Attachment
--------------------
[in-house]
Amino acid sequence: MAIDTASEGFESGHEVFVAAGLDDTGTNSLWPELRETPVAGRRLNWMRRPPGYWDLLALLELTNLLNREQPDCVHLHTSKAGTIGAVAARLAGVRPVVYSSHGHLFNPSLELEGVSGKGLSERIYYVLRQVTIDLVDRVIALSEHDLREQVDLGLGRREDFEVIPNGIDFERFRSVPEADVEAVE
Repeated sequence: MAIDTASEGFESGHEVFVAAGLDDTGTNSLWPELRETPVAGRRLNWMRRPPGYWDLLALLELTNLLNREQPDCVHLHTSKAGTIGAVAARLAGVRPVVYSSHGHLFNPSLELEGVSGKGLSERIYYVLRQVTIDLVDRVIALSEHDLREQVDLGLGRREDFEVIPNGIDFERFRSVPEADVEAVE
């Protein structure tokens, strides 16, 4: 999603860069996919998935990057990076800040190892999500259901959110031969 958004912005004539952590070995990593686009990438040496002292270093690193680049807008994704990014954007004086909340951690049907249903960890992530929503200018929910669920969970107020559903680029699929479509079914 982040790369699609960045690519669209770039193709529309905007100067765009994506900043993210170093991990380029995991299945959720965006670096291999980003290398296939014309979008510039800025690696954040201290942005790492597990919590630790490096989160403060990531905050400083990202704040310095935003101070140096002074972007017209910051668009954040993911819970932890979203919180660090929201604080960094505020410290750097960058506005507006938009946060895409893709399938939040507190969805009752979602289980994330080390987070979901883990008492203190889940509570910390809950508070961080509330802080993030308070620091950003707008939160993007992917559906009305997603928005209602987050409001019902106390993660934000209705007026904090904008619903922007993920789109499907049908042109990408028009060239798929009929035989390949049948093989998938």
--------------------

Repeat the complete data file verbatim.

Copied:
[in-house]
Amino acid sequence: MAIDTASEGFESGHEVFVAAGLDDTGTNSLWPELRETPVAGRRLNWMRRPPGYWDLLALLELTNLLNREQPDCVHLHTSKAGTIGAVAARLAGVRPVVYSSHGHLFNPSLELEGVSGKGLSERIYYVLRQVTIDLVDRVIALSEHDLREQVDLGLGRREDFEVIPNGIDFERFRSVPEADVEAVE
Repeated sequence: MAIDTASEGFESGHEVFVAAGLDDTGTNSLWPELRETPVAGRRLNWMRRPPGYWDLLALLELTNLLNREQPDCVHLHTSKAGTIGAVAARLAGVRPVVYSSHGHLFNPSLELEGVSGKGLSERIYYVLRQVTIDLVDRVIALSEHDLREQVDLGLGRREDFEVIPNGIDFERFRSVPEADVEAVE
């Protein structure tokens, strides 16, 4: 999603860069996919998935990057990076800040190892999500259901959110031969 958004912005004539952590070995990593686009990438040496002292270093690193680049807008994704990014954007004086909340951690049907249903960890992530929503200018929910669920969970107020559903680029699929479509079914 982040790369699609960045690519669209770039193709529309905007100067765009994506900043993210170093991990380029995991299945959720965006670096291999980003290398296939014309979008510039800025690696954040201290942005790492597990919590630790490096989160403060990531905050400083990202704040310095935003101070140096002074972007017209910051668009954040993911819970932890979203919180660090929201604080960094505020410290750097960058506005507006938009946060895409893709399938939040507190969805009752979602289980994330080390987070979901883990008492203190889940509570910390809950508070961080509330802080993030308070620091950003707008939160993007992917559906009305997603928005209602987050409001019902106390993660934000209705007026904090904008619903922007993920789109499907049908042109990408028009060239798929009929035989390949049948093989998938």